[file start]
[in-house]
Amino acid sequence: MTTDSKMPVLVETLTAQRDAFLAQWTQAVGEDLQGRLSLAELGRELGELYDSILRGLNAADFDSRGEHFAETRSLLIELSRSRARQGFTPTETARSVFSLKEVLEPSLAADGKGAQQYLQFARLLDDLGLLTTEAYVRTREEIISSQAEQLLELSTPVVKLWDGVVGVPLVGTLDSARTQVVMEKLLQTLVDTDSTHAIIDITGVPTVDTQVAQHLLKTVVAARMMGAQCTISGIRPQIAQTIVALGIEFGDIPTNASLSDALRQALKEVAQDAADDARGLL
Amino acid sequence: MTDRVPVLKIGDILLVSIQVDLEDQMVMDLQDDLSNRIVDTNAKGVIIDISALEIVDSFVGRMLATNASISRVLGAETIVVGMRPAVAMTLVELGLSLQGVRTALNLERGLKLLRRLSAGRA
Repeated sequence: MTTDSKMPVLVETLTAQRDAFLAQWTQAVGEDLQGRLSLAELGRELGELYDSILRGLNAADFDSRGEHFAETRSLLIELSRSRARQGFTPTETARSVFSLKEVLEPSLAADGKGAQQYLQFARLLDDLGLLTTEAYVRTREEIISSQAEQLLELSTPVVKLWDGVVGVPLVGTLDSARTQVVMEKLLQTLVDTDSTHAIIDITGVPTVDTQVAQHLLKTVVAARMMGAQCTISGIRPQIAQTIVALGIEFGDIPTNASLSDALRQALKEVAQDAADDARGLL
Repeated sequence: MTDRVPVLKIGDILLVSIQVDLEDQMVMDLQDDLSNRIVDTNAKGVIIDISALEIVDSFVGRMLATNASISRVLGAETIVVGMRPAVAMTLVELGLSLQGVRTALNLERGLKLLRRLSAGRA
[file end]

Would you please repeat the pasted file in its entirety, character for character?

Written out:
[in-house]
Amino acid sequence: MTTDSKMPVLVETLTAQRDAFLAQWTQAVGEDLQGRLSLAELGRELGELYDSILRGLNAADFDSRGEHFAETRSLLIELSRSRARQGFTPTETARSVFSLKEVLEPSLAADGKGAQQYLQFARLLDDLGLLTTEAYVRTREEIISSQAEQLLELSTPVVKLWDGVVGVPLVGTLDSARTQVVMEKLLQTLVDTDSTHAIIDITGVPTVDTQVAQHLLKTVVAARMMGAQCTISGIRPQIAQTIVALGIEFGDIPTNASLSDALRQALKEVAQDAADDARGLL
Amino acid sequence: MTDRVPVLKIGDILLVSIQVDLEDQMVMDLQDDLSNRIVDTNAKGVIIDISALEIVDSFVGRMLATNASISRVLGAETIVVGMRPAVAMTLVELGLSLQGVRTALNLERGLKLLRRLSAGRA
Repeated sequence: MTTDSKMPVLVETLTAQRDAFLAQWTQAVGEDLQGRLSLAELGRELGELYDSILRGLNAADFDSRGEHFAETRSLLIELSRSRARQGFTPTETARSVFSLKEVLEPSLAADGKGAQQYLQFARLLDDLGLLTTEAYVRTREEIISSQAEQLLELSTPVVKLWDGVVGVPLVGTLDSARTQVVMEKLLQTLVDTDSTHAIIDITGVPTVDTQVAQHLLKTVVAARMMGAQCTISGIRPQIAQTIVALGIEFGDIPTNASLSDALRQALKEVAQDAADDARGLL
Repeated sequence: MTDRVPVLKIGDILLVSIQVDLEDQMVMDLQDDLSNRIVDTNAKGVIIDISALEIVDSFVGRMLATNASISRVLGAETIVVGMRPAVAMTLVELGLSLQGVRTALNLERGLKLLRRLSAGRA